Welcome, theatre-lover.

Hi, welcome to my blog.  I’ve been a theatre critic since I first put pen to paper and childishly monstered a university production for a student newspaper back in the year 2000. I have a theatre degree myself, so perhaps that gives me my sense of entitlement which I use as a shield when judging others’ artistic works.  Who do I think I am?  Well, that’s another blog.  What do I think of your play? You’re in the right place.

This is a space for fresh theatre reviews, and for archiving my old ones for other publications.  All of my new writing will appear here, as well as on the original publication’s website.  There’s a lot of really exciting stuff coming up in London, and I will be writing about it here. Please feel free to comment or to get in touch.

Review- Hamlet

I haven’t had the easiest time coming up with a response to Robert Icke’s Hamlet for a number of reasons. First, I hadn’t really wanted to see it in the first place. When it had its initial run at The Almeida, I thought I’d dodged a bullet.  The last Icke production I’d seen at The Almeida was Uncle Vanya, arguably one of the most ponderous, tedious, and cruelly long evenings I’ve ever spent in the theatre. Telling tales out of school, I sat near the actor Stephen Mangan, who, swearing under his breath, left in a hurry at the first, (or was it the second?) interval.  The ingredients in Uncle Vanya were all there for Hamlet: long play, lots of text, speeches galore, gloomy central male character, endless pontificating about life and man’s nature, Robert Icke directing, and Jessica Brown-Findlay.  So I was hesitant. But when the invitation came through for the West End transfer to the Harold Pinter Theatre, I snapped it up, because an overwhelming amount of critical praise  had been heaped upon the production at The Almeida. I then had another moment of doubt after coffee with an actor friend, who pointed out that not only did I have serious reservations about Icke, I also did not particularly care for the lead actor, Andrew  Scott.  Granted, I had only ever seen him in Sherlock, as a twerpy, psychopathic sort of Moriarty, but it was enough.  I groaned at my ordeal. Thee plus hours of things that surely cannot, would not, come to good!  So I went along, more in sorrow at myself than anger, and lo, was hoisted by my own petard. For I have  been to a production of anything, let alone Hamlet,  which was so alive to each and every actor  onstage.  From the electrifying moment a security guard shouts the famous first line (“Who’s there?”) to the equally famous  last, I was gripped. I had such trouble coming to grips with the emotions from the play cluttering up my brain that it took a great deal of time to actually be able to sit and write them all down.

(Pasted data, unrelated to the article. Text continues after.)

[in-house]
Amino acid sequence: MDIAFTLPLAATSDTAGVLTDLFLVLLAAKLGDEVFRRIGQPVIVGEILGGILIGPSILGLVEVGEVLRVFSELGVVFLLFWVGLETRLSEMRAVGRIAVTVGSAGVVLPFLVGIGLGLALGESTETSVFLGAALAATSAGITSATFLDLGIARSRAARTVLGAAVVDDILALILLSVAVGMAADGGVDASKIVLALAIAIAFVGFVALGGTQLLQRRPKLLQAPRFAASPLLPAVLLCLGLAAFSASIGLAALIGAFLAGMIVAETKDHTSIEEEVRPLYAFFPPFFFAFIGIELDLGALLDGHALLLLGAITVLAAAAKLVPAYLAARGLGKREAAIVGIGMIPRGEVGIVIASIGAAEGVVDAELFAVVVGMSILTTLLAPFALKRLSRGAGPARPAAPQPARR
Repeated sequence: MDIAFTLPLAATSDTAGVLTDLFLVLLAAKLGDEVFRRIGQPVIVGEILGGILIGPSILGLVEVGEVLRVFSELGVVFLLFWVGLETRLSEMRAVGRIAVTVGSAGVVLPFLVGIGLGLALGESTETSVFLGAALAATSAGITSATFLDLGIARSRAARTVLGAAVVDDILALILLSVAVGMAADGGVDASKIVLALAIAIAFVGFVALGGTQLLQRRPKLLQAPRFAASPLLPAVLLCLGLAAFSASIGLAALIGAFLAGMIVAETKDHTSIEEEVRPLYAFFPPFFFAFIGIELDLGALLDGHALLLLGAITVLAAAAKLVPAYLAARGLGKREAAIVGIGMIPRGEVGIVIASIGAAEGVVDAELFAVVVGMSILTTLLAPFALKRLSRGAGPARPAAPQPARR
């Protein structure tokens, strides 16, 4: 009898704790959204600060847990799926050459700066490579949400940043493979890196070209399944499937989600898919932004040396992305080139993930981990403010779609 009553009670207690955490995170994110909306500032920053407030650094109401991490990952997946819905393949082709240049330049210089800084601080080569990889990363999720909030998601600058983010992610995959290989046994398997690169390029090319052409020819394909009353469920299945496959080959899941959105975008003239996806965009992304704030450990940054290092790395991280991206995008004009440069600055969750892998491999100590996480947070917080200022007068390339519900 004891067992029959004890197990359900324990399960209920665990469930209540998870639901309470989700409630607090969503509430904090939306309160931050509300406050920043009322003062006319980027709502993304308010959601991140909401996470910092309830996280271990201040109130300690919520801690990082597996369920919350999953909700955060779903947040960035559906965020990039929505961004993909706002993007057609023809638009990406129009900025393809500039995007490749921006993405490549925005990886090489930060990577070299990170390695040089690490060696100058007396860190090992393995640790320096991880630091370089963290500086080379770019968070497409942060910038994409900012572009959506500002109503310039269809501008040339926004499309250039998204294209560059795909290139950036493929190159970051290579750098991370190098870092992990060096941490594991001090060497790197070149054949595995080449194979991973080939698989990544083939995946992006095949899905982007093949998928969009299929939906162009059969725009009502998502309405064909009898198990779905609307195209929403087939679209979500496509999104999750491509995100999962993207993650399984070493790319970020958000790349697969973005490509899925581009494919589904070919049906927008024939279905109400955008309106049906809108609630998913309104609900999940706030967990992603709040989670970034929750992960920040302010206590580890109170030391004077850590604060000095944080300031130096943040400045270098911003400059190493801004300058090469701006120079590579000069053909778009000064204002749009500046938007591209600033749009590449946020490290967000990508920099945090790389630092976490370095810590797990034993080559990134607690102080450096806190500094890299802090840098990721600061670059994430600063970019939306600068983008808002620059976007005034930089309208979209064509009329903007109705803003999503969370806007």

I had done a disservice to both Icke and Scott. This is one of the most stupendous things I have seen onstage. I have never, even knowing the story well, had so many moments where my heart was in my mouth, laughter on my lips, or tears pricking my eyes. Shakespeare’s words leapt from the page and became (too, too solid) flesh, and the whole thing seemed so vital, so alive.

The wedding  party is in full swing when Hamlet darkens the stage, fresh from travel. In the background, a gentle, throbbing baseline is heard, and balloons and streamers crowd the dance floor, as Gertrude and Claudius nuzzle each other, for one  more slow dance.  The famous lines in Hamlet come thick and fast, but never were they spoken in a more natural, unaffected way as here, particularly by Scott.  I have written before about a problem actors have with Shakespeare: how if you don’t fully and completely understand each and every word you are saying, it comes out as a sort of beautiful word salad, but that if the person understands his speeches, their meaning then  becomes clear to the audience. There was literally none of that here.  Icke has teased out  excellent performances from each of his players. So when Scott strolls on stage and plays verbal tennis with Claudius, uttering the refutation “A little more than kin, a little less than kind,” the rebuke is as stinging as a slap, but not half so showy.  And when Hamlet enters into his first soliloquy, it is so natural, so funny, so mournful, that I forgot he was the Melancholy Dane, and was  rapt.